Simone has been on the board of Dairy NSW since 2010, and became Deputy Chair in 2013. She is also the current Chair for the Inland Elite Dairy Network, and a mother to three school-aged children.
What challenges did you overcome shifting from beef farming to dairy farming when you married Neil? The biggest challenge was the everyday commitment to dairy farming, most certainly the early morning starts! In terms of nutrition and livestock management, I was able to transfer these skills over quickly, however the human resource side has definitely been a challenge as the business has grown and we have engaged more staff.
Why is it important for you to be involved in all aspects of your dairy farm? Neil and I are definitely a package deal, meaning that right from the outset we have always participated in joint decision-making. We also bring unique skills to the partnership.
After school I went on to further my studies at university, so I bring a different aspect when we’re reviewing decisions. Neil on the other hand, went straight from school to the farm. As a result, he has always had the hands-on experience and skills that I didn’t necessarily have when I began dairy farming.
This approach enables us to bring different perspectives to decision-making, contributing towards robust debate and ultimately, a business we are both proud of.
How important is grassroots support to ADF and the broader industry? It’s the silver bullet! I ultimately think most things are grassroots driven – decisions don’t get made top-down without support from the grassroots level. That’s because ideas and original concepts are usually driven from a grassroots level, which are then refined through the process and improved upon, to ultimately be endorsed and implemented at a national level. We can’t lose that. It doesn’t matter wherever you are in agriculture, you cannot remove that grassroots culture and approach of individual thoughts, concepts and ideas.
You have previously described yourself as someone who is always prepared to “roll up your sleeves”, what does this mean and how do you think you apply this approach to your leadership role at ADF? Once I’ve committed to something, I will do whatever it is that needs to be done. Developing DairyNSW’s Strategic Plan was an example of this, where I attended workshops in multiple NSW regions with an open ear to hearing the good and the bad from our stakeholders. Whilst there were many difficult conversations to be had, the most important part was being receptive to hearing the ugly truth – which I certainly did plenty of.
These awkward situations often take guts, yet they are so important to understanding and being able to address the real issues our farmers are faced with everyday. In this particular example, from the feedback I gathered, the DairyNSW Board felt positive that we were driving a strategic plan which encapsulated what our stakeholders wanted and we also had the right tools in place to accurately measure on delivering these outcomes.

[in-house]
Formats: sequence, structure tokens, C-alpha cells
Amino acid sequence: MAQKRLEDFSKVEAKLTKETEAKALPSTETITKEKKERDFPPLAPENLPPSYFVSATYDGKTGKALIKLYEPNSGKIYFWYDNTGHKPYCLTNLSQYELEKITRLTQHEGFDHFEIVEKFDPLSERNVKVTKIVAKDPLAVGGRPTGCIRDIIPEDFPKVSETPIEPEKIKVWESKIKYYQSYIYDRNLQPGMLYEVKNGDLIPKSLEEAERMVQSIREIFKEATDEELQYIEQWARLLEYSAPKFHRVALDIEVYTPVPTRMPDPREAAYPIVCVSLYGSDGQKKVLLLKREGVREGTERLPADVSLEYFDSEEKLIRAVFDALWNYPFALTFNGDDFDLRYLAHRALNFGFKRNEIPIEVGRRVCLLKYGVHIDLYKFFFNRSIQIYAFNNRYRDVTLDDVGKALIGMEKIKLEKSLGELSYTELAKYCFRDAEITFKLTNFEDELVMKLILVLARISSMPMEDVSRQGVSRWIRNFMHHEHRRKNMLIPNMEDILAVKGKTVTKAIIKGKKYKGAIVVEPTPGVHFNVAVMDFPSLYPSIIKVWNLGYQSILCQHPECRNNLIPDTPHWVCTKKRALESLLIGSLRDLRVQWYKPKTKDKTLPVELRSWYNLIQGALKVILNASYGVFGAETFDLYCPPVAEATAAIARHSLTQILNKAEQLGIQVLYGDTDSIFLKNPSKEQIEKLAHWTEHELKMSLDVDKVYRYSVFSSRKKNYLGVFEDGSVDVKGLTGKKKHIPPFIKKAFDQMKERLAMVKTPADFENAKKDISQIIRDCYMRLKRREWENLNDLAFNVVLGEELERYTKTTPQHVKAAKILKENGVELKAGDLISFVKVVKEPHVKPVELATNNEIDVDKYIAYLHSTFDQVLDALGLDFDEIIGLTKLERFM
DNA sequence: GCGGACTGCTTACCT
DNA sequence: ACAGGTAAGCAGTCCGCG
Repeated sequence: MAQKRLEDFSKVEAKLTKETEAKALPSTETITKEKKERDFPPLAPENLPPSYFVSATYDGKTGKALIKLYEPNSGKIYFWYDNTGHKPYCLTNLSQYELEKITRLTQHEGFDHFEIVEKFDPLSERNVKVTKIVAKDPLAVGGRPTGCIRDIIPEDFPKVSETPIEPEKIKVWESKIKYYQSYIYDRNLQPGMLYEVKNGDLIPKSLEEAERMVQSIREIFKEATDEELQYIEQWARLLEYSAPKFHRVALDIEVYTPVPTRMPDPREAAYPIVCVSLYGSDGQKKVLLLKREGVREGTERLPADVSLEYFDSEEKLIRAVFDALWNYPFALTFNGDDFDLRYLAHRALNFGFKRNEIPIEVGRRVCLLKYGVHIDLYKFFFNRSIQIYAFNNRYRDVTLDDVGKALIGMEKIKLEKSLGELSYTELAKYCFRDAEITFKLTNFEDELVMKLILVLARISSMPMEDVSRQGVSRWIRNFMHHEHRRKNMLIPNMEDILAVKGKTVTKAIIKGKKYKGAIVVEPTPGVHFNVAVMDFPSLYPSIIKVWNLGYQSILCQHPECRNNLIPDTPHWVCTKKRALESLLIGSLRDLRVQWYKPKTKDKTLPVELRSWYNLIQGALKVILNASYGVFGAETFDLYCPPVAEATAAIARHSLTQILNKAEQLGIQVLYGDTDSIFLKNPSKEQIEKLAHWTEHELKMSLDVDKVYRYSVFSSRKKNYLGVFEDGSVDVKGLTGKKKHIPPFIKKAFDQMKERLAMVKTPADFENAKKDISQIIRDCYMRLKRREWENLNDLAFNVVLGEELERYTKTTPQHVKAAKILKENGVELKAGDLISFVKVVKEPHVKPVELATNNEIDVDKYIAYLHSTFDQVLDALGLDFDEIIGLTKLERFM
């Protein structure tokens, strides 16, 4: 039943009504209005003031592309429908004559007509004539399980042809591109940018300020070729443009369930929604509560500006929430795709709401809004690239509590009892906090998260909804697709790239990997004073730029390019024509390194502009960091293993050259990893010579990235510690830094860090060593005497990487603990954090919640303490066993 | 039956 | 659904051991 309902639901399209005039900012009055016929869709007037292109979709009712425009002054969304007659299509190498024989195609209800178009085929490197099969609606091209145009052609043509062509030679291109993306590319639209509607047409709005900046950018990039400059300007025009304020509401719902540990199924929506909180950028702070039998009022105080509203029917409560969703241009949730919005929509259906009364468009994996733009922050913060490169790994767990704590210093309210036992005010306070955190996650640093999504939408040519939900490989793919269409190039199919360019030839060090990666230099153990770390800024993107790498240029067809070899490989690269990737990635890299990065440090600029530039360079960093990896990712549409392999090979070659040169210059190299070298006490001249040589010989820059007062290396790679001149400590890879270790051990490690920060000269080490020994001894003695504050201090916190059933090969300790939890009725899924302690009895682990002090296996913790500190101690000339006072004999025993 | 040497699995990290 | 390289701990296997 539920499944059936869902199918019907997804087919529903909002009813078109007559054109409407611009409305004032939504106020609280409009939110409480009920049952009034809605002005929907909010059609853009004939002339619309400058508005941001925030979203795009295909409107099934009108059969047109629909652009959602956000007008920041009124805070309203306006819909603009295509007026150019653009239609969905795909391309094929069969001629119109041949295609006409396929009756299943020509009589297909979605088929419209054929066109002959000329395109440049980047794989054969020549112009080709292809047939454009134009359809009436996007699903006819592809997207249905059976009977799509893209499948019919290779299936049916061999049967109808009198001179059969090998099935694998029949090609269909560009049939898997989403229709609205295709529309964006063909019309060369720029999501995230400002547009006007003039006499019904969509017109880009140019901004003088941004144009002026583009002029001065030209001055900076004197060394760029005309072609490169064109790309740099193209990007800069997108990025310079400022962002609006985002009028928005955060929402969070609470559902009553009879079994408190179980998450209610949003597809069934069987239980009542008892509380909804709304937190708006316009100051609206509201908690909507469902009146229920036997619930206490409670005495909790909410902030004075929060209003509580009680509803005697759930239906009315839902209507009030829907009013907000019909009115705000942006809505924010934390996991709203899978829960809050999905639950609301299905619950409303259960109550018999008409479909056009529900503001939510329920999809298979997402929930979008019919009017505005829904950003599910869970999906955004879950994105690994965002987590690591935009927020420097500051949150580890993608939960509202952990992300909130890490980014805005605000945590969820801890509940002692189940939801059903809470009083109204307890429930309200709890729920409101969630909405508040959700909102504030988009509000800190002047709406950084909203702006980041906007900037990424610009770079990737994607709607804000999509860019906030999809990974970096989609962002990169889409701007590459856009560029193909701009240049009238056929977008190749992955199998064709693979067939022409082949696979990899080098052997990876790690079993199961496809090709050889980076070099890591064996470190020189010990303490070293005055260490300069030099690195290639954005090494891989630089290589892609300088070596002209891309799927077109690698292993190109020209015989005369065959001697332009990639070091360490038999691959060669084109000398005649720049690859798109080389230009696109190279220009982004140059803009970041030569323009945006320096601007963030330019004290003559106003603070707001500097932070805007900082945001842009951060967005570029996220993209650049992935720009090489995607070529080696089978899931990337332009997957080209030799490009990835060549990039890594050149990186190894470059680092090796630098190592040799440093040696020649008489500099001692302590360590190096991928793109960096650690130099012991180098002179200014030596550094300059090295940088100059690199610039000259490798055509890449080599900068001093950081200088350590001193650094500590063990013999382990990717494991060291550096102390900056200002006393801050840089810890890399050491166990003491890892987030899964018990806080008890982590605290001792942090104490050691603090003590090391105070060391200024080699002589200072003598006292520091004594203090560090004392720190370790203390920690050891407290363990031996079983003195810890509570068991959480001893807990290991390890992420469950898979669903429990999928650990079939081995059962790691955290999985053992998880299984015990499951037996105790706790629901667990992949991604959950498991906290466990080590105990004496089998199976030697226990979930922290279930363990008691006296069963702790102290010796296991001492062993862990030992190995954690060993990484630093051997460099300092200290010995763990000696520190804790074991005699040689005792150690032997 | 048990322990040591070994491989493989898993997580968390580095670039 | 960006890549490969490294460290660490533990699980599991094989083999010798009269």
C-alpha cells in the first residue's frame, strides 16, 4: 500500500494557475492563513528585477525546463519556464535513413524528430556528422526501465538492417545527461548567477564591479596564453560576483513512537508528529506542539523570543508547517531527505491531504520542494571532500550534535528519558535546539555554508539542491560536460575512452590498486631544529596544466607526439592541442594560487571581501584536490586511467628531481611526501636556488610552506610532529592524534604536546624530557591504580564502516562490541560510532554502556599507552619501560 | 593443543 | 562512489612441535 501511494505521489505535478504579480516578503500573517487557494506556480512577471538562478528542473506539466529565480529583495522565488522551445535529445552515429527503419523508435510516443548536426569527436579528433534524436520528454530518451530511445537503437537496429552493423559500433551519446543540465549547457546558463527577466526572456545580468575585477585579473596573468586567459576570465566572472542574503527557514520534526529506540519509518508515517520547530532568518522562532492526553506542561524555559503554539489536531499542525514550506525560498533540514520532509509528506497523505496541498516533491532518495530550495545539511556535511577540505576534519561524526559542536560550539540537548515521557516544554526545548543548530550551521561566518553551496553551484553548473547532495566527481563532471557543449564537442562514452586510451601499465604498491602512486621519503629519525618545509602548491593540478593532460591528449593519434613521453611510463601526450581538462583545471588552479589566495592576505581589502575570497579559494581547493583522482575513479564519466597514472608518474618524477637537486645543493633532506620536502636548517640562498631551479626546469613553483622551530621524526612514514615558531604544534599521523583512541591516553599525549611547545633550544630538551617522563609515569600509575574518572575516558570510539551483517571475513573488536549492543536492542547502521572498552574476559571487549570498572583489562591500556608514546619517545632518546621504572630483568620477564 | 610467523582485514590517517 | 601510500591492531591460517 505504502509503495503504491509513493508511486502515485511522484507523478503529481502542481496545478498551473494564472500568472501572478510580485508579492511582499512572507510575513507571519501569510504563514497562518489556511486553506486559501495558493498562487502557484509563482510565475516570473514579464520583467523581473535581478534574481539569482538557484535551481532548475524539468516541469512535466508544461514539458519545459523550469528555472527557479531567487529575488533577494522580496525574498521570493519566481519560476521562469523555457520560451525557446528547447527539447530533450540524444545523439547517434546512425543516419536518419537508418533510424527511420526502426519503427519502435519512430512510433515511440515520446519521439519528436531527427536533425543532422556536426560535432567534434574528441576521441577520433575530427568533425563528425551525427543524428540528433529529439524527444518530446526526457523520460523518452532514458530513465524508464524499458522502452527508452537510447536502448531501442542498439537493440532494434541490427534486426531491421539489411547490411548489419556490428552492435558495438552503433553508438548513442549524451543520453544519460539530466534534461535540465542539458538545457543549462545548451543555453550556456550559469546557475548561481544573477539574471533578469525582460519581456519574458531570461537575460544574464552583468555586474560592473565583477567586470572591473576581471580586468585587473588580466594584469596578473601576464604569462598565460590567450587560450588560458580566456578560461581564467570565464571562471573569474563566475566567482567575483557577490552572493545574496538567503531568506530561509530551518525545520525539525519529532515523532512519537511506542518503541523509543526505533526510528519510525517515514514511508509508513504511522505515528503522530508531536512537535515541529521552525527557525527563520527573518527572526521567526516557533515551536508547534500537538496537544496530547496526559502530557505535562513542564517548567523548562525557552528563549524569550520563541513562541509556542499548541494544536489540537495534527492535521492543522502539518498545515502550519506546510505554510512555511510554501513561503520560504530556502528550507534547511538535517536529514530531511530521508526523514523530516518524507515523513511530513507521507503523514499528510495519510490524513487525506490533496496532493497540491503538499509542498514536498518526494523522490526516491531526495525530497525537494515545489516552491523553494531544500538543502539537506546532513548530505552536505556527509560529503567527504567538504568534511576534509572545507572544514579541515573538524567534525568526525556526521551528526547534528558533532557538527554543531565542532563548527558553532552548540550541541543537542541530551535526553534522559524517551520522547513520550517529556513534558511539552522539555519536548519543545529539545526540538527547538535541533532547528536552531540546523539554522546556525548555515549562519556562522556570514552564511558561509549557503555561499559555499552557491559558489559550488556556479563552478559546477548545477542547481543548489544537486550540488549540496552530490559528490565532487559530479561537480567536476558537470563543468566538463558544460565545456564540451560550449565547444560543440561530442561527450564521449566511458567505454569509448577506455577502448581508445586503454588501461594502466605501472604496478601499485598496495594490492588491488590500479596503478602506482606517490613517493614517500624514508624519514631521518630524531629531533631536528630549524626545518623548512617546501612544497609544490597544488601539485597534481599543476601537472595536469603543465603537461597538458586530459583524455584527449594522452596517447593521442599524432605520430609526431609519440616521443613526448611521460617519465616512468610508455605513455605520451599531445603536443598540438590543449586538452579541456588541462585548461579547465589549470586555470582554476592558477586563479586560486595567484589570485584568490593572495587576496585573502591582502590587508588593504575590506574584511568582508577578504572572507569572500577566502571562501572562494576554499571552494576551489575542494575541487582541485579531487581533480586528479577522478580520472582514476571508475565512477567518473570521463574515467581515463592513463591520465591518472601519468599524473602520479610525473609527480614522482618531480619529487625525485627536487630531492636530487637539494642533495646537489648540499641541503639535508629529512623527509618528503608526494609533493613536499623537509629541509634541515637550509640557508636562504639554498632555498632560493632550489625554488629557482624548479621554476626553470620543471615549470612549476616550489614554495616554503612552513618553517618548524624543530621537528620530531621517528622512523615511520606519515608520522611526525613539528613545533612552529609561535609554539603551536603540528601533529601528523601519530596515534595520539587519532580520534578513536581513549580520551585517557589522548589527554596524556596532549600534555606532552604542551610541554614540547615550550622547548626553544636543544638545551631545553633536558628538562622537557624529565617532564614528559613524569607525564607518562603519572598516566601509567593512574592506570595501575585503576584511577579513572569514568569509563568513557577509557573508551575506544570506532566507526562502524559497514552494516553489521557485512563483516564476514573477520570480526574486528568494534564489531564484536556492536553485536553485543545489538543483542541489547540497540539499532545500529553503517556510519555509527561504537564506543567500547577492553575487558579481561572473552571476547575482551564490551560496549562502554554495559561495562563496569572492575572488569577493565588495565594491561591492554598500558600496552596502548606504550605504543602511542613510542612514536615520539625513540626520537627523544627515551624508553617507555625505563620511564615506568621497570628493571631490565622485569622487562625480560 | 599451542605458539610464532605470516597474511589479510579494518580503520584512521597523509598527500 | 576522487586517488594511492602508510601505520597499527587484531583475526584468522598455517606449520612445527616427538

What are some of the most important policy issues for ADF to focus on in 2015? The National Farmers’ Federation (NFF) restructure is going to be really critical for us as an organisation, and it will be essential that we maintain engagement with NFF through this process. We need to have a clear understanding about what is imperative to our organisation and how this can be aligned with NFF. In addition, we need to ensure there is effective consolidation of the last 12 month’s successful work, particularly around the China FTA outcome and ensuring it comes into fruition soon.
Being a busy mum, wife, dairy farmer and dedicated industry leader, how do you manage your time? I am really well supported at home, with a very understanding husband and three very independent and capable children, who are very accepting of what mum does. I am also a ‘list girl’ who is meticulously organised knowing when things have to be done!
If you could impart a single line of advice onto Australian women working in dairy, what would it be? Stand up and be counted.
It’s so important to ensure woman feel counted and not afraid to have an opinion or to speak up. Real results are achieved when different perspectives are considered – each of us has value to give.
I think dairy tends to be more accepting of the skills and knowledge women bring to the table than other commodities, and this has resulted in better gender balance representation at all levels from local discussion groups; to state and national levels.
We only have to look at DairyNSW’s 50/50 male and female split Board and two out of five of ADF’s Board Directors being female to see there is a huge amount of opportunity for women in dairy leadership roles.
I had an interview today. I’m fairly certain it went well, but like all things, I’m not sure. So nervous because this would be the best thing ever to happen to me, not to mention a triple increase in salary.
Yesterday I had the privilege of presenting the Image Builder Award to the Webster, SD chapter of FFA during the state FFA convention in Brookings, SD. What fun to spend some time in the company of teenagers who fit none of the stereotypes of their generation. Already they understand that the nutrition needs of the globe are theirs to shoulder for decades to come.
There’s a lot about this group that’s impressive. The leadership is young but articulate and commanding. As a body they are respectful, patriotic and charitable – not just through words, but deeds. The photo you see below is what they mean by “feeding the world, starting at home.”
When I left the event, they had already packaged 53,000 meals. Meals that will feed people that cannot feed themselves. You see, when these kids put on those blue jackets, they put on so much more – an understanding that a good life is earned, then shared.
Not all of these kids will go on to be farmers, but they will all go on to contribute. If you are looking for a worthy organization to sponsor, maybe you can return the favor. http://paulsen.ag/IV99El